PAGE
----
Re: [RFC] Add mempressure cgroup

From: Anton Vorontsov
Date: Sat Dec 01 2012 - 06:21:21 EST

On Fri, Nov 30, 2012 at 03:47:25PM -0200, Luiz Capitulino wrote:
> > Query-and-control scheme looks very attractive, and that's actually
> > resembles my "balance" level idea, when userland tells the kernel how much
> > reclaimable memory it has. Except the your scheme works in the reverse
> > direction, i.e. the kernel becomes in charge.
> >
> > But there is one, rather major issue: we're crossing kernel-userspace
> > boundary. And with the scheme we'll have to cross the boundary four times:
> > query / reply-available / control / reply-shrunk / (and repeat if
> > necessary, every SHRINK_BATCH pages). Plus, it has to be done somewhat
> > synchronously (all the four stages), and/or we have to make a "userspace
> > shrinker" thread working in parallel with the normal shrinker, and here,
> > I'm afraid, we'll see more strange interactions. :)
> Andrew's idea seems to give a lot more freedom to apps, IMHO.

OK, thinking about it some more...

=== Long explanations below, scroll to 'END' for the short version. :)

The typical query-control shrinker interaction would look like this:

Kernel: "Can you please free <Y> pages?"
Userland: "Here you go, <Z> pages freed."

Now let's assume that we are the Activity Manager, so we know that we have
<N> reclaimable pages in total (it's not always possible to know, but
let's pretend we do know). And assume that we are the only source of
reclaimable pages (this is important). OK, the kernel asks us to reclaim
<Y> pages.

Now, what if we divide <Y> (needed pages) by <N> (total reclaimable
pages)? :)

This will be the memory pressure factor, what a coincidence. E.g. if Y >=
N, the factor would be >= 1, which was our definition of OOM. If no pages
needed, the factor is 0.

Okay, let's see how our current vmpressure notification works inside:

- The notification comes every 'window size' (<W>) pages scanned;

- Alongside with the notification itself we can also receive the pressure
factor <F> (it is 1 - reclaimed/scanned). (We use levels nowadays, but
internally it is still the factor.)

So, by doing <W> * <F> we can find out the amount of memory that the
kernel was missing this round (scanned - reclaimed), which pretty much the
same meaning as "Please free <Y> pages" in the "userland-shrinker" scheme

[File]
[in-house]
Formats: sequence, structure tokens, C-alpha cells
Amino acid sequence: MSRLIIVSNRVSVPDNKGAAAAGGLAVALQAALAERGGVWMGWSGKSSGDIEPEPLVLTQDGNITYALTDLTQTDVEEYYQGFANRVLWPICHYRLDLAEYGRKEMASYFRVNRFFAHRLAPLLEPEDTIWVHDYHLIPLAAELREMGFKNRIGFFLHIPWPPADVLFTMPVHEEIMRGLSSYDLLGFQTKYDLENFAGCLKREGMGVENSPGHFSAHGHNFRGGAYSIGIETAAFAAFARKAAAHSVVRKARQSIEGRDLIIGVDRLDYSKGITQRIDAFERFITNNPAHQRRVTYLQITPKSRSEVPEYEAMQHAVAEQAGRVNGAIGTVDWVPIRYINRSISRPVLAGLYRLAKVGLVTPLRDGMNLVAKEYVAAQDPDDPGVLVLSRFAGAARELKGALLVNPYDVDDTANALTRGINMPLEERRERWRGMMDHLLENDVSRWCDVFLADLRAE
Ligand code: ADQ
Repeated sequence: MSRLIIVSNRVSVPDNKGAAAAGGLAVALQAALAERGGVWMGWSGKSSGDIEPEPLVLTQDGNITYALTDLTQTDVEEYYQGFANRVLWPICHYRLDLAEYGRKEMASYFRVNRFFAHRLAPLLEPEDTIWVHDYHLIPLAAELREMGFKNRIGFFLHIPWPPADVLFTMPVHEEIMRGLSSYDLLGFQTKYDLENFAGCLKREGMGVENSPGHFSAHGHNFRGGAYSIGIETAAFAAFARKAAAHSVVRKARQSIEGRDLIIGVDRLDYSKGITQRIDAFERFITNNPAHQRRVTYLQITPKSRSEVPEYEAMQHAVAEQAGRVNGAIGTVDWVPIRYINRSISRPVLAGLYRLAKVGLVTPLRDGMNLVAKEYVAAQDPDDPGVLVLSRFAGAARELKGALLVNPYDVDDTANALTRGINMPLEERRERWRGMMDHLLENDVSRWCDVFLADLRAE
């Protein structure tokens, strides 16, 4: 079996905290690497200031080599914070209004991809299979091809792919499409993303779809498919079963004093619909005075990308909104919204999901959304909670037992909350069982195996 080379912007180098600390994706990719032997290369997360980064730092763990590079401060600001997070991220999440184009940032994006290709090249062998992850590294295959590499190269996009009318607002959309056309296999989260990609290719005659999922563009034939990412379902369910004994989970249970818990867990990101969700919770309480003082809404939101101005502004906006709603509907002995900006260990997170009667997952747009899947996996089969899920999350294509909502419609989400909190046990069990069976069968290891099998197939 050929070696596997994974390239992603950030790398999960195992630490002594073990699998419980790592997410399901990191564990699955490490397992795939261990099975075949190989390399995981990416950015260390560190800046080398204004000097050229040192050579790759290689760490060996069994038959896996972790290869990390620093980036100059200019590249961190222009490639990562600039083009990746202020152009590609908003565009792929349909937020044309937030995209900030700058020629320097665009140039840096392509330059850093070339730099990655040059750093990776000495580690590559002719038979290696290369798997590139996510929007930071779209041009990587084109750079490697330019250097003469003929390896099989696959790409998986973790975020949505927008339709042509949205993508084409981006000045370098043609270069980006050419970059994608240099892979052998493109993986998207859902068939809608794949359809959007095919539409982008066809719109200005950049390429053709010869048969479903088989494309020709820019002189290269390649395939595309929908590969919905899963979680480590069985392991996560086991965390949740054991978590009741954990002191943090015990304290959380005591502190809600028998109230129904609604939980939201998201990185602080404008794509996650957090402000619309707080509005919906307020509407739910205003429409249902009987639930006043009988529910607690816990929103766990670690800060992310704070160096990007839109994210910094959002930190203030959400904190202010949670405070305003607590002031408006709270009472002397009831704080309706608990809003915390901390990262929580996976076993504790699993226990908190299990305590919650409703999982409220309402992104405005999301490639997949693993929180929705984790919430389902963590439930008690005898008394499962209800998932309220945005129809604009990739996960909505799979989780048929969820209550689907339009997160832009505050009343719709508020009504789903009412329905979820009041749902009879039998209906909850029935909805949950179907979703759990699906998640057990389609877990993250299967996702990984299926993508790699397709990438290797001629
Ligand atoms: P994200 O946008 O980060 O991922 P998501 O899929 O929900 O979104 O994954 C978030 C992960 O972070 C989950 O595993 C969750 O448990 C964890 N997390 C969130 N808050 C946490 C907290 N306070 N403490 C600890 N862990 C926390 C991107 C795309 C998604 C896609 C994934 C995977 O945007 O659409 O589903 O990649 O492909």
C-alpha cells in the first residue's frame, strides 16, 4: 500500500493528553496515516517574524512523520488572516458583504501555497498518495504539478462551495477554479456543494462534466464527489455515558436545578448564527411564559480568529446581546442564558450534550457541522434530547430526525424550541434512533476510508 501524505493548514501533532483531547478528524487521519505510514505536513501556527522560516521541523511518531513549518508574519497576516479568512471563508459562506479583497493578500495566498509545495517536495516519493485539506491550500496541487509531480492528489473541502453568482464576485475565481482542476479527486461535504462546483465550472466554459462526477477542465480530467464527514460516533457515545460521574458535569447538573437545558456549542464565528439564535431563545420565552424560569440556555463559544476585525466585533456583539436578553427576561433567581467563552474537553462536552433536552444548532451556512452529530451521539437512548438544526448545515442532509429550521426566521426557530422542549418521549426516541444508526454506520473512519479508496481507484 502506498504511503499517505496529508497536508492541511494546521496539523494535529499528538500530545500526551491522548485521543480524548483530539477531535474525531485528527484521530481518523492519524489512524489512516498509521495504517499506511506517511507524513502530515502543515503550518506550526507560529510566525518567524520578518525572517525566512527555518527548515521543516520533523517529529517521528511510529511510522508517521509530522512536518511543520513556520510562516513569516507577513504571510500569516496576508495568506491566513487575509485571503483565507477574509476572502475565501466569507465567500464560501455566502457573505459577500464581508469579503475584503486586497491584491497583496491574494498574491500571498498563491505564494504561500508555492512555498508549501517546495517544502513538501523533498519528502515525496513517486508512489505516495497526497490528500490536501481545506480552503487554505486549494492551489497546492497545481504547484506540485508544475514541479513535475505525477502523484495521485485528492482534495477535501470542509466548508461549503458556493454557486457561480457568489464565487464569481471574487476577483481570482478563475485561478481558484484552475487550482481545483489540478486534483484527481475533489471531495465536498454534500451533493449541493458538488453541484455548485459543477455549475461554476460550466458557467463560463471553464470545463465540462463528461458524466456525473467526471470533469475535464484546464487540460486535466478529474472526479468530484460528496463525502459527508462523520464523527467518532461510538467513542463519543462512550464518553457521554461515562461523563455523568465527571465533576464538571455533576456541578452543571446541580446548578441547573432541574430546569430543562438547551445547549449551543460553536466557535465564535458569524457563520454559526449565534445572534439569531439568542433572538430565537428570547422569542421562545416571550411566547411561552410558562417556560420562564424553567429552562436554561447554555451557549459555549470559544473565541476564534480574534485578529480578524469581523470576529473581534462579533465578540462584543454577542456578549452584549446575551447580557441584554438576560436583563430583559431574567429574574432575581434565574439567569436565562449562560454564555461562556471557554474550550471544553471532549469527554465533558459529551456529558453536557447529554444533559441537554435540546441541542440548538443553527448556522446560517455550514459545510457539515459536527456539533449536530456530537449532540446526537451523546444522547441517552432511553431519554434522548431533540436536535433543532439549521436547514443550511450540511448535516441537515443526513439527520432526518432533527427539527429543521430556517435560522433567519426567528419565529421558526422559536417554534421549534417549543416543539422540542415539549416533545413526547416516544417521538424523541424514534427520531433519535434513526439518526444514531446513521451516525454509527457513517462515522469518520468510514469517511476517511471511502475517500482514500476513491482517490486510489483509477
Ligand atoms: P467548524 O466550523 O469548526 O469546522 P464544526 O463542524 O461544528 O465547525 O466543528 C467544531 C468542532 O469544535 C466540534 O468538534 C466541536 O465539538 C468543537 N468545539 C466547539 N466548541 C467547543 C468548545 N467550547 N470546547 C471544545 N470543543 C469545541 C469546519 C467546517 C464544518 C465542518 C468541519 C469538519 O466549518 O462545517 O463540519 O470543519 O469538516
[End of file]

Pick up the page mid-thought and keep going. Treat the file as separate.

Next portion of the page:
Except that in the notifications case the "<Y>" was is in the past
already, so we should read "the kernel had difficulty with reclaiming <Y>
pages", and userland just received the notification about this past event.
The <Y> pages were probably reclaimed already.

Now, can we assume that in the next second, the system will need the same
<Y> pages reclaimed? Well, if the window size was small enough, it's OK to
assume that the workload didn't change much. So, yes, we can assume this,
the only "bad" thing that can happen, we can free a little bit more than
it was needed.

Let's look how we'd use the raw factor in the imaginary userland shrinker:

while (1) {
/* blocking, triggers every "window size" pages, <W> */
factor = get_pressure();

/* Finds the smallest chunk(s) w/ size >= <W> * <F> */
resource = get_resource(factor);


So, in the each round we'd free at least <W> * <F> pages. Again, the
product just tells how much memory it is best to free at this time, which
by definition is 'scanned - reclaimed' (<F> = 1 - reclaimed/scanned; <W> =
scanned). That is, we don't need the factor, we need the scanned and
reclaimed difference.

In sum:

- Reporting the 'scanned - reclaimed' seems like an option for
implementing the userland shrinker;

- B using small 'window size' we can mitigate effect of async nature of
our shrinker.

Although, the shrinker is not a substitution to the pressure factor (or
levels). The plain "I need <Y> pages" still does not tell how bad things
there are in the system, how much scanning there are. So, the
reclaimed/scanned ratio is important, too.

=== END

The lengthy text above boils down to this:

Yes, I tend to agree that Andrew's idea gives some freedom to the apps,
and that with the three levels it is not possible to implement a good,
predictable "userland shrinker". Even though we don't need it just now.

Based on the above, I think I have a solution for this. For the next RFC,
I'd like to keep the pressure levels, but I will also add a file that will
report 'scanned - reclaimed' difference. I'll call it something like
nr_to_reclaim. Since the 'scanned - reclaimed' is still an approximation
(although I believe a good one), we may want to tune it without breaking

And with the nr_to_reclaim, implementing a predictable userland shrinker
will be a piece of cake: apps will blindly free the given amount of pages,
nothing more.

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